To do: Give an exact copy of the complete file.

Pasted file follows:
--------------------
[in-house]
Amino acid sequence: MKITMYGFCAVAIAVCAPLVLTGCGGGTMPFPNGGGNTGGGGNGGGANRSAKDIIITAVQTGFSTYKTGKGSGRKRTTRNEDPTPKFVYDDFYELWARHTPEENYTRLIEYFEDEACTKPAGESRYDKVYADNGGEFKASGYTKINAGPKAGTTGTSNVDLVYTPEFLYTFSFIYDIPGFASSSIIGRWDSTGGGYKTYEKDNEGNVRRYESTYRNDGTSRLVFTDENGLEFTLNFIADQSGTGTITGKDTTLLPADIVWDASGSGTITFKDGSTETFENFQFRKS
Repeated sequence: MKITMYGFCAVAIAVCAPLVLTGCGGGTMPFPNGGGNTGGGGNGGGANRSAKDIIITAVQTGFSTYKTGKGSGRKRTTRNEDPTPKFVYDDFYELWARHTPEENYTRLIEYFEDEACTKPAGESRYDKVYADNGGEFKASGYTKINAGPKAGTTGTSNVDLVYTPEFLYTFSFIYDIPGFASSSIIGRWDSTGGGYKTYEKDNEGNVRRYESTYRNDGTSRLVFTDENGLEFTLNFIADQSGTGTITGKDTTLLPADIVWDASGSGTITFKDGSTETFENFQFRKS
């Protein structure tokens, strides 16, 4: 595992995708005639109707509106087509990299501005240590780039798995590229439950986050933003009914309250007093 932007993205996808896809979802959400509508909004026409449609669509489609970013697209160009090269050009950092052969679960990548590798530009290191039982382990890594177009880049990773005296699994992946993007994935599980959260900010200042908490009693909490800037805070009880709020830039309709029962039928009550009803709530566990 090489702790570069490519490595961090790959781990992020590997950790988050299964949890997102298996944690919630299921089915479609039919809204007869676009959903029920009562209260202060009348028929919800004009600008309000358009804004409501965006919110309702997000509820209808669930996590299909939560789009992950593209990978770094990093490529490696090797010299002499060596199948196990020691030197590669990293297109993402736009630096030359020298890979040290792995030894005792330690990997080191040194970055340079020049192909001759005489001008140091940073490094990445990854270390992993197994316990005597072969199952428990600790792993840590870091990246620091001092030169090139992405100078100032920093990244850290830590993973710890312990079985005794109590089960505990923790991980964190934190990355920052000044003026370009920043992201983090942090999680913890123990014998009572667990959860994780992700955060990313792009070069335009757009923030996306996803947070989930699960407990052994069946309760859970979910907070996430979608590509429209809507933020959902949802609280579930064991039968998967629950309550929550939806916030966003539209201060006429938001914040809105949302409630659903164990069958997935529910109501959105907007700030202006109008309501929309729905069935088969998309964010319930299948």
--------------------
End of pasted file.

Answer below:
[in-house]
Amino acid sequence: MKITMYGFCAVAIAVCAPLVLTGCGGGTMPFPNGGGNTGGGGNGGGANRSAKDIIITAVQTGFSTYKTGKGSGRKRTTRNEDPTPKFVYDDFYELWARHTPEENYTRLIEYFEDEACTKPAGESRYDKVYADNGGEFKASGYTKINAGPKAGTTGTSNVDLVYTPEFLYTFSFIYDIPGFASSSIIGRWDSTGGGYKTYEKDNEGNVRRYESTYRNDGTSRLVFTDENGLEFTLNFIADQSGTGTITGKDTTLLPADIVWDASGSGTITFKDGSTETFENFQFRKS
Repeated sequence: MKITMYGFCAVAIAVCAPLVLTGCGGGTMPFPNGGGNTGGGGNGGGANRSAKDIIITAVQTGFSTYKTGKGSGRKRTTRNEDPTPKFVYDDFYELWARHTPEENYTRLIEYFEDEACTKPAGESRYDKVYADNGGEFKASGYTKINAGPKAGTTGTSNVDLVYTPEFLYTFSFIYDIPGFASSSIIGRWDSTGGGYKTYEKDNEGNVRRYESTYRNDGTSRLVFTDENGLEFTLNFIADQSGTGTITGKDTTLLPADIVWDASGSGTITFKDGSTETFENFQFRKS
């Protein structure tokens, strides 16, 4: 595992995708005639109707509106087509990299501005240590780039798995590229439950986050933003009914309250007093 932007993205996808896809979802959400509508909004026409449609669509489609970013697209160009090269050009950092052969679960990548590798530009290191039982382990890594177009880049990773005296699994992946993007994935599980959260900010200042908490009693909490800037805070009880709020830039309709029962039928009550009803709530566990 090489702790570069490519490595961090790959781990992020590997950790988050299964949890997102298996944690919630299921089915479609039919809204007869676009959903029920009562209260202060009348028929919800004009600008309000358009804004409501965006919110309702997000509820209808669930996590299909939560789009992950593209990978770094990093490529490696090797010299002499060596199948196990020691030197590669990293297109993402736009630096030359020298890979040290792995030894005792330690990997080191040194970055340079020049192909001759005489001008140091940073490094990445990854270390992993197994316990005597072969199952428990600790792993840590870091990246620091001092030169090139992405100078100032920093990244850290830590993973710890312990079985005794109590089960505990923790991980964190934190990355920052000044003026370009920043992201983090942090999680913890123990014998009572667990959860994780992700955060990313792009070069335009757009923030996306996803947070989930699960407990052994069946309760859970979910907070996430979608590509429209809507933020959902949802609280579930064991039968998967629950309550929550939806916030966003539209201060006429938001914040809105949302409630659903164990069958997935529910109501959105907007700030202006109008309501929309729905069935088969998309964010319930299948």